I additionally really liked your point about sharing your pedalogical appraoches or why you are doing what you are doing in the classroom. I agree with you that I think it helps the students buy into the activity or lesson. I know that something as simple as having an agenda or layout of the class session and stating why you are doing each thing seems to help in the situations I have been in. Thank you for your post!


    1. Thanks for sharing your experiences. I definitely am concerned about how individual exceptions or alterations to the rules that I make to cater the learning experience to each student will come off to other students. I don’t want anyone to feel disadvantaged, and you can’t even be transparent in that case because you can’t tell all of the students that particular student’s circumstance. It will definitely be a line I work on strattling effectively.


  6. Hi Cherice. I’m glad you wrote about being transparent with your pedagogical decisions with your students. Before reading the article by Sarah Deel, I too figured that good teachers crafted their lessons behind the scenes somewhere, manipulating their lessons and assignments just so in order to create eureka moments for their students. While I do think there is some merit to the concept that students’ learning is more genuine if they are able to arrive at their own conclusions through discovery (i.e. not being told the answer), I also think that at this level that method isn’t necessarily as impactful. In college, students are here because they chose to be here. Clueing them in as to why you’re asking them to do certain things will help them buy in to that experience.


  7. I really appreciated your blog and honestly, the one I wrote is essentially the same. Understanding how to interact with students and present myself in the classrooom honestly seems like the hardest part because once I have a plan for the day – literally I’m the only thing that can go wrong. I somewhat wish I could teach a course myself while I was in grad school but our department doesn’t allow that.


    1. Right! Our department doesn’t even really have built in teaching opportunities because we don’t have an undergrad program for our degree. So I’m worried about not having any practice before stepping on to the market.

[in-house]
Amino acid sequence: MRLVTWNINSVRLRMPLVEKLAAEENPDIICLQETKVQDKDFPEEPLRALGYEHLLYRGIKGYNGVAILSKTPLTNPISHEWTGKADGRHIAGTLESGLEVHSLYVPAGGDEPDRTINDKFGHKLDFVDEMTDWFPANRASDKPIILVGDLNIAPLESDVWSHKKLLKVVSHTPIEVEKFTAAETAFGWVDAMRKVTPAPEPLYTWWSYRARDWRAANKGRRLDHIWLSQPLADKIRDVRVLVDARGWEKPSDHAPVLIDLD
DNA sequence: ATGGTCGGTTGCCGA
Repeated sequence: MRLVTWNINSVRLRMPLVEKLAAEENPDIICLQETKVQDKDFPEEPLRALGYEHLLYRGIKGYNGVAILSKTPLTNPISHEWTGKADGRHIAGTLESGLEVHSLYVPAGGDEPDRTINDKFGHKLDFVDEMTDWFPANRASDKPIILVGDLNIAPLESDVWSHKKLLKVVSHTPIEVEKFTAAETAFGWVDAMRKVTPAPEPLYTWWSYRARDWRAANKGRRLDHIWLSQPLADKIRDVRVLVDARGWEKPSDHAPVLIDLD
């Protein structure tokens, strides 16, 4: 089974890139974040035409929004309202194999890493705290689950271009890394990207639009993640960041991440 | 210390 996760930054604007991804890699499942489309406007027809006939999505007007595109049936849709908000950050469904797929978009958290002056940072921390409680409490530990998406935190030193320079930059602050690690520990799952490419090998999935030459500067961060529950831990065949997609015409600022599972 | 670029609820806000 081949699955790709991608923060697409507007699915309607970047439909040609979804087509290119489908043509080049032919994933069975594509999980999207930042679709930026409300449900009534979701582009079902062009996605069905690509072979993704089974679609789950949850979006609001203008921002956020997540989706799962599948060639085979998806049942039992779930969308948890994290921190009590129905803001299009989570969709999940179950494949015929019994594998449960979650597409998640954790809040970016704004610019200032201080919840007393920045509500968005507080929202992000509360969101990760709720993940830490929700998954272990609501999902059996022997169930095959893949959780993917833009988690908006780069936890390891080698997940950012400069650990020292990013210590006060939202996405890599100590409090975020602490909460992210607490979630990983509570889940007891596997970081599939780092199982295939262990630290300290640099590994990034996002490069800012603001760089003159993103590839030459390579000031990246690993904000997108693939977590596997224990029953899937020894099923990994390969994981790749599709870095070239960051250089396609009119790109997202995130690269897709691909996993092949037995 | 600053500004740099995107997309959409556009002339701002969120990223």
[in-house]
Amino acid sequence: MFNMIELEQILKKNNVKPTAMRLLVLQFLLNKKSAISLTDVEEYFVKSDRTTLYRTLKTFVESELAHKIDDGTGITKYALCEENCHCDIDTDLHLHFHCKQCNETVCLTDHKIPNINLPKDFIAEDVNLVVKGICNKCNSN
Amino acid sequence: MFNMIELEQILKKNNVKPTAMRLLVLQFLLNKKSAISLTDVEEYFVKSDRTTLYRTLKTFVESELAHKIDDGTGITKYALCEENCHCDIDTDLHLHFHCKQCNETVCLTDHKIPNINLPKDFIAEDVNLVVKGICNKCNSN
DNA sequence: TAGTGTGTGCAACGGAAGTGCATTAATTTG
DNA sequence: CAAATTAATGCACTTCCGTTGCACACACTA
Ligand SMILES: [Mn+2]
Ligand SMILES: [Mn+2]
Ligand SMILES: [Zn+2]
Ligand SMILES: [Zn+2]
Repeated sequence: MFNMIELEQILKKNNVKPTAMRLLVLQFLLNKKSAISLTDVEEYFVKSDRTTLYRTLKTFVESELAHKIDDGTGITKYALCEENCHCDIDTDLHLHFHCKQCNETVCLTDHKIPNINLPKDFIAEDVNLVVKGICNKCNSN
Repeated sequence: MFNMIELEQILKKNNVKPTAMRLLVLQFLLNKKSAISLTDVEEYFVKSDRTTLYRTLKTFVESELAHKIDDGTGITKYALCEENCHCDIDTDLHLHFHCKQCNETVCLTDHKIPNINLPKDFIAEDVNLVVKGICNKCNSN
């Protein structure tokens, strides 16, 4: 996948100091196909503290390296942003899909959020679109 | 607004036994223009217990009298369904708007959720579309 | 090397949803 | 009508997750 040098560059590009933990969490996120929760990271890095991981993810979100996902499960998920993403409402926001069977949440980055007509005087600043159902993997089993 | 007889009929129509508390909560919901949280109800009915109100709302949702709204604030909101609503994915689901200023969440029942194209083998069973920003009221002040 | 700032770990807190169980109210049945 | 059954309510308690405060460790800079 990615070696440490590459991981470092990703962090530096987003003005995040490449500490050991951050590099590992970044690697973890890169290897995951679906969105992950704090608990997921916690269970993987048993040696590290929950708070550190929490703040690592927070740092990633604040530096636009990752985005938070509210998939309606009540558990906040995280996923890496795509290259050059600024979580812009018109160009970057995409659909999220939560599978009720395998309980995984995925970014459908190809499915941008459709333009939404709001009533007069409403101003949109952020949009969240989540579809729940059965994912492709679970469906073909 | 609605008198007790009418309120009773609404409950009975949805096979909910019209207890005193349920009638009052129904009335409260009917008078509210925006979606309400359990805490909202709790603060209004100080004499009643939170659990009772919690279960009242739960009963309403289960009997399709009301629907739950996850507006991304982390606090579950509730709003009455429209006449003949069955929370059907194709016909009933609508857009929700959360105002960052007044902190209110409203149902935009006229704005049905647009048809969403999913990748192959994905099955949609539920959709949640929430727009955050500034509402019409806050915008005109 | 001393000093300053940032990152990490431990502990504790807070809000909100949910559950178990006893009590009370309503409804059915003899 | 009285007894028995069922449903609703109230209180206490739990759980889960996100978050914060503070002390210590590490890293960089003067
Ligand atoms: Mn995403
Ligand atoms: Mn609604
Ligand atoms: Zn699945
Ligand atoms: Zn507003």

8. Wow, what a stellar post, Cherice! I loved reading this. You set up the difficulty of navigating the classroom, given the complex intersectionality of identity, very well in your introduction. I particularly like the first point you highlighted about keeping students “in the loop” about how and why you are teaching in a particular style. I have tried to do this as well! I am really interested in collaboration in the classroom and recently read a book about this process that emphasized the importance of letting students know your goals and desires for incorporating collaboration. In Collaborative Learning As Democratic Practice: A History, Mara Holt demonstrates that the process of collaboration has been co-opted by teachers since the 1920s in higher education, often reflecting the ideological impetuses of the teachers enacting the practice. Beginning in the 1990s, feminist scholar-teachers began letting their students “in” on the pedagogical aims of collaboration — particularly the ability to recognize the multiplicity of ways to solve problems and to gain respect for others’ ideas in order to strengthen the classroom learning community. Sorry for the ramble, your post just reminded me so much of that book — in the best way! Enjoyed reading your work!


  9. Cherice,

    I went to a small panel last year of professors, both on the tenure-track. One in particular had put in about 5 years at the time. She absolutely felt that her students tended to come to her often with their problems (e.g., personal, academic, emotional). She seemed very frustrated by this, not because she didn’t want to help, but mainly because her male colleagues weren’t burdened in the same way. She said her technique was to ask some students if they sought anyone else’s help before coming to her, then directing them that way. I hope I don’t struggle with striking a balance, because I believe I would feel obligated to be there for whoever knocks on my door.


  10. I definitely agree that equality is not the same as equity! Specifically, as an instructor we have such a responsibility to help our students succeed, but it can often feel like not enough. After an individual has a better understanding of a student’s unique situation and learning style, it’s definitely easier to adapt and give them the best opportunity to succeed!